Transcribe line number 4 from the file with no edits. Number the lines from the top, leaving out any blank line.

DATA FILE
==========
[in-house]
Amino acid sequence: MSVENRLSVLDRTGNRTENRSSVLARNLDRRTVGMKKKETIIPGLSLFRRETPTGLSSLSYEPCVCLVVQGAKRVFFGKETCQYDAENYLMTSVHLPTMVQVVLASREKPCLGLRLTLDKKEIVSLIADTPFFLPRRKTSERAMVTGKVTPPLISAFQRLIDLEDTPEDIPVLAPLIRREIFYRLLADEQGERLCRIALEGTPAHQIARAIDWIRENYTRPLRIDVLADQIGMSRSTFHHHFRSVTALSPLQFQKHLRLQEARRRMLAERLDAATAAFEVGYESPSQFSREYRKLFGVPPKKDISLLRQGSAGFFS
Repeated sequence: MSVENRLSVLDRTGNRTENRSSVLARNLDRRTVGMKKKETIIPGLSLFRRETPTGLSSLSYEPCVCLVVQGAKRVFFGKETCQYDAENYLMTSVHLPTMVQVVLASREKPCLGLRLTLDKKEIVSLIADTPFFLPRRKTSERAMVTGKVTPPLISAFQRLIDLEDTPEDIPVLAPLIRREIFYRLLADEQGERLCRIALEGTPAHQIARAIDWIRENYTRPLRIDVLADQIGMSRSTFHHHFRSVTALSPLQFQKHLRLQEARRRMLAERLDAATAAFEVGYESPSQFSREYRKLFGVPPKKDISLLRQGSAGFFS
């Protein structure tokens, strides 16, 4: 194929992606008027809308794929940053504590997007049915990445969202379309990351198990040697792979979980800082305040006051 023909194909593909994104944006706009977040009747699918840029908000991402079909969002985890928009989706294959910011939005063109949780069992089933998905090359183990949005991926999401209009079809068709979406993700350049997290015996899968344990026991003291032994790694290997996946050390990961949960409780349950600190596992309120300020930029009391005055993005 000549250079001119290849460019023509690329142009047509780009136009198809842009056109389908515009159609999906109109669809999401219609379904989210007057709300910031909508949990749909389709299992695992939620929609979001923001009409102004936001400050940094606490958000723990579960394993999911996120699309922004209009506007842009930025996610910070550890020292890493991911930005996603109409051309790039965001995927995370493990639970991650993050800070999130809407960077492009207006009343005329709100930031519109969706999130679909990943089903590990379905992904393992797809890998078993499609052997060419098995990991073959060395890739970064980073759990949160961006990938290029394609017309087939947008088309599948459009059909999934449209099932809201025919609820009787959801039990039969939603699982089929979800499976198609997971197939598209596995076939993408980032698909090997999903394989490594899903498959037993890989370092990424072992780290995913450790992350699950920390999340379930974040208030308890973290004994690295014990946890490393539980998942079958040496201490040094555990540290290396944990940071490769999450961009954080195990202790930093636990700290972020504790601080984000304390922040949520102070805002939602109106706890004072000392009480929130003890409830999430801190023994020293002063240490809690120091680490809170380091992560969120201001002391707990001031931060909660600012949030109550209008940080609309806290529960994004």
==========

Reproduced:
């Protein structure tokens, strides 16, 4: 194929992606008027809308794929940053504590997007049915990445969202379309990351198990040697792979979980800082305040006051 023909194909593909994104944006706009977040009747699918840029908000991402079909969002985890928009989706294959910011939005063109949780069992089933998905090359183990949005991926999401209009079809068709979406993700350049997290015996899968344990026991003291032994790694290997996946050390990961949960409780349950600190596992309120300020930029009391005055993005 000549250079001119290849460019023509690329142009047509780009136009198809842009056109389908515009159609999906109109669809999401219609379904989210007057709300910031909508949990749909389709299992695992939620929609979001923001009409102004936001400050940094606490958000723990579960394993999911996120699309922004209009506007842009930025996610910070550890020292890493991911930005996603109409051309790039965001995927995370493990639970991650993050800070999130809407960077492009207006009343005329709100930031519109969706999130679909990943089903590990379905992904393992797809890998078993499609052997060419098995990991073959060395890739970064980073759990949160961006990938290029394609017309087939947008088309599948459009059909999934449209099932809201025919609820009787959801039990039969939603699982089929979800499976198609997971197939598209596995076939993408980032698909090997999903394989490594899903498959037993890989370092990424072992780290995913450790992350699950920390999340379930974040208030308890973290004994690295014990946890490393539980998942079958040496201490040094555990540290290396944990940071490769999450961009954080195990202790930093636990700290972020504790601080984000304390922040949520102070805002939602109106706890004072000392009480929130003890409830999430801190023994020293002063240490809690120091680490809170380091992560969120201001002391707990001031931060909660600012949030109550209008940080609309806290529960994004």